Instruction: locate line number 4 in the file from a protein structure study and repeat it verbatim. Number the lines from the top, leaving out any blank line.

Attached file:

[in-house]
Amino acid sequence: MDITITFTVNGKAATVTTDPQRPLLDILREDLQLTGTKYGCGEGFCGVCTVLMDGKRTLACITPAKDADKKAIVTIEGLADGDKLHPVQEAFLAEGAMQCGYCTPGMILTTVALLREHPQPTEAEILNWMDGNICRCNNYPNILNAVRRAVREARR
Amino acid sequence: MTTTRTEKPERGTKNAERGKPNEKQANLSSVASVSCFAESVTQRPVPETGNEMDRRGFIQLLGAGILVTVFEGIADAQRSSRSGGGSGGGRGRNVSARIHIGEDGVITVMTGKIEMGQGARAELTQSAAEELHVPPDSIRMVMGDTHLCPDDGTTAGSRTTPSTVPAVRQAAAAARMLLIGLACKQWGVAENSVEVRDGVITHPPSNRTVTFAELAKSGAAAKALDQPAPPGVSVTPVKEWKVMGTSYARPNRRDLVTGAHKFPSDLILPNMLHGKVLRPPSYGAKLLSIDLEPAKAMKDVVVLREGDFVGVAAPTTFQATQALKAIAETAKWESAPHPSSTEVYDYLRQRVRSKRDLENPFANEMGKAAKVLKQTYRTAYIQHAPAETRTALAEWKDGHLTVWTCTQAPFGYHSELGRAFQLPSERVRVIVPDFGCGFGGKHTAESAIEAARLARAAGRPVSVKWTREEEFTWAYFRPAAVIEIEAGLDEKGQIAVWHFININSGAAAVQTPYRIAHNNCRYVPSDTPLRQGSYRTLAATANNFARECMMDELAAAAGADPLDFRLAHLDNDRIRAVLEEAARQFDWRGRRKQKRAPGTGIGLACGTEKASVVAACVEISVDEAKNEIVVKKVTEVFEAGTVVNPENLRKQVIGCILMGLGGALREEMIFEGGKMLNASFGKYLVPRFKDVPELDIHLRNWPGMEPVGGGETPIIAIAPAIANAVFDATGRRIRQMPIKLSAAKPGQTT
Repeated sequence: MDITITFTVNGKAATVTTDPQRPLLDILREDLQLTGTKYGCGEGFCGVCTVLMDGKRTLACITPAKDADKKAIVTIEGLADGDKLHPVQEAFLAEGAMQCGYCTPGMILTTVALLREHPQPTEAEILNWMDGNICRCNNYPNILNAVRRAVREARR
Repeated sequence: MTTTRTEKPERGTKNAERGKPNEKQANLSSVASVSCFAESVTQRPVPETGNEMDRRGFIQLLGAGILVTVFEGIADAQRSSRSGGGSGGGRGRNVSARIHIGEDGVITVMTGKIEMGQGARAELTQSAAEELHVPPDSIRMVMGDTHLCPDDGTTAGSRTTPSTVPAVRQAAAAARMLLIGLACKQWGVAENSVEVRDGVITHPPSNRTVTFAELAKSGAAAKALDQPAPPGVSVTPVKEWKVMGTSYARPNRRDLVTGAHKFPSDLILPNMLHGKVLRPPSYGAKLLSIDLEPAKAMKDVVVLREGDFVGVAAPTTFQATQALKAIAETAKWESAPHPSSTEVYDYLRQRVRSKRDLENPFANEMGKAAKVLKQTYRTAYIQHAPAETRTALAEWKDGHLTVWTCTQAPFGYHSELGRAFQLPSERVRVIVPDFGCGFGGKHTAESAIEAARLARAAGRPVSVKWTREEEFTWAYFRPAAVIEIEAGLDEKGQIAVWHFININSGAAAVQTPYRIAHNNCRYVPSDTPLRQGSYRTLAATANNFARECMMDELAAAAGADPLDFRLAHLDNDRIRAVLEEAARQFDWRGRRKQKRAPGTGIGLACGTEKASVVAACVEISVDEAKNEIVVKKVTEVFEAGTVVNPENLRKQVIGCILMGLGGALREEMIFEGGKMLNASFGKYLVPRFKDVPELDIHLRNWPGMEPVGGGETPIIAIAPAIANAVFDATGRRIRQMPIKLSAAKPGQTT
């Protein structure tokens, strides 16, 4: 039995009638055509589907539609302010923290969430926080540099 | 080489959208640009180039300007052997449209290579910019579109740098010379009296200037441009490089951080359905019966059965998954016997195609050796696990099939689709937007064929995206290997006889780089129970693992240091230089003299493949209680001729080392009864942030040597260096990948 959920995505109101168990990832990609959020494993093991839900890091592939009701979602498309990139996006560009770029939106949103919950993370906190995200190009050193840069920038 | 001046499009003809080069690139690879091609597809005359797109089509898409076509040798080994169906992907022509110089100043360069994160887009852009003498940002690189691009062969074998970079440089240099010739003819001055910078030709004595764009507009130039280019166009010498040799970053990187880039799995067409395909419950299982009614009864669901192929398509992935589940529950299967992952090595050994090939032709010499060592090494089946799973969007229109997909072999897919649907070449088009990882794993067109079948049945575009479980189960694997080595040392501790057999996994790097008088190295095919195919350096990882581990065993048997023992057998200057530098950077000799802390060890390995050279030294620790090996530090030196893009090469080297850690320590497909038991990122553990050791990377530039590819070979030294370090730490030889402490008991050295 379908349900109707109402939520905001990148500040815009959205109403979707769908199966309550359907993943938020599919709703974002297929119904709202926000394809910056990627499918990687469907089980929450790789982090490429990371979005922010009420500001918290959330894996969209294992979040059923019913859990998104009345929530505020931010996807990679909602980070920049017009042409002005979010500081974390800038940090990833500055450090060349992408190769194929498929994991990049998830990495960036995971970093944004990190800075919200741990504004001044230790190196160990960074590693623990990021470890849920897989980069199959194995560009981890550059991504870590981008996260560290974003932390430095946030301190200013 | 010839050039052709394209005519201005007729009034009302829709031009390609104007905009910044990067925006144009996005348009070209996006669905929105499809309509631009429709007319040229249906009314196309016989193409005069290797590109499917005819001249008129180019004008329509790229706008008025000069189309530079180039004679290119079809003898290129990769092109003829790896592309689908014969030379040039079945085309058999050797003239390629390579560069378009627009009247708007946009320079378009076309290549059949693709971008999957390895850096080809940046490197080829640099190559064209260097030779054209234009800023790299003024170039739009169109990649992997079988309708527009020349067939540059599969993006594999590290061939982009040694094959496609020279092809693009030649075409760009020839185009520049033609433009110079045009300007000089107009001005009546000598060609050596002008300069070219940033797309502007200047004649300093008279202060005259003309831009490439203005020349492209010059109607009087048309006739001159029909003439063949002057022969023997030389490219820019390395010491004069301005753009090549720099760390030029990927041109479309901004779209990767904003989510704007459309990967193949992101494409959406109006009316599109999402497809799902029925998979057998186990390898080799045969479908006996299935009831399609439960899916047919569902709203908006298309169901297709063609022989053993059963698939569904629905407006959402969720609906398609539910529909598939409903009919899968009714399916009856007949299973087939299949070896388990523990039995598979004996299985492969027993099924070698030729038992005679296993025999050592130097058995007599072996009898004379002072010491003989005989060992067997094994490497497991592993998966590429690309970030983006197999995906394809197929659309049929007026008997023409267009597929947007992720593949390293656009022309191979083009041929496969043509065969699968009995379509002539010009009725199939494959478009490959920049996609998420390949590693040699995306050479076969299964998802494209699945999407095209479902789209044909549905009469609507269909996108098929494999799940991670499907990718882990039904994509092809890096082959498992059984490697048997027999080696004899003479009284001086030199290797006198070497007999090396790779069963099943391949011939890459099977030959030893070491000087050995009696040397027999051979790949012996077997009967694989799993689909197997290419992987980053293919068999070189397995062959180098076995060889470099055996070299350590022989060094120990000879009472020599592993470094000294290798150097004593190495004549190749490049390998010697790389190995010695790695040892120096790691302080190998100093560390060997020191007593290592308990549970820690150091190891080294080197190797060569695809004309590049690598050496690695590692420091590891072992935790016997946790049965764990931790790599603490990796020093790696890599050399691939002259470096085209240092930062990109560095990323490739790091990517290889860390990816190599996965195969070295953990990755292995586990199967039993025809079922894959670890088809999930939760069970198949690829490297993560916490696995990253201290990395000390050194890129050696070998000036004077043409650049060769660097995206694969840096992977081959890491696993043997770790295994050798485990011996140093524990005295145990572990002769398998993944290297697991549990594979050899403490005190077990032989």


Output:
Repeated sequence: MDITITFTVNGKAATVTTDPQRPLLDILREDLQLTGTKYGCGEGFCGVCTVLMDGKRTLACITPAKDADKKAIVTIEGLADGDKLHPVQEAFLAEGAMQCGYCTPGMILTTVALLREHPQPTEAEILNWMDGNICRCNNYPNILNAVRRAVREARR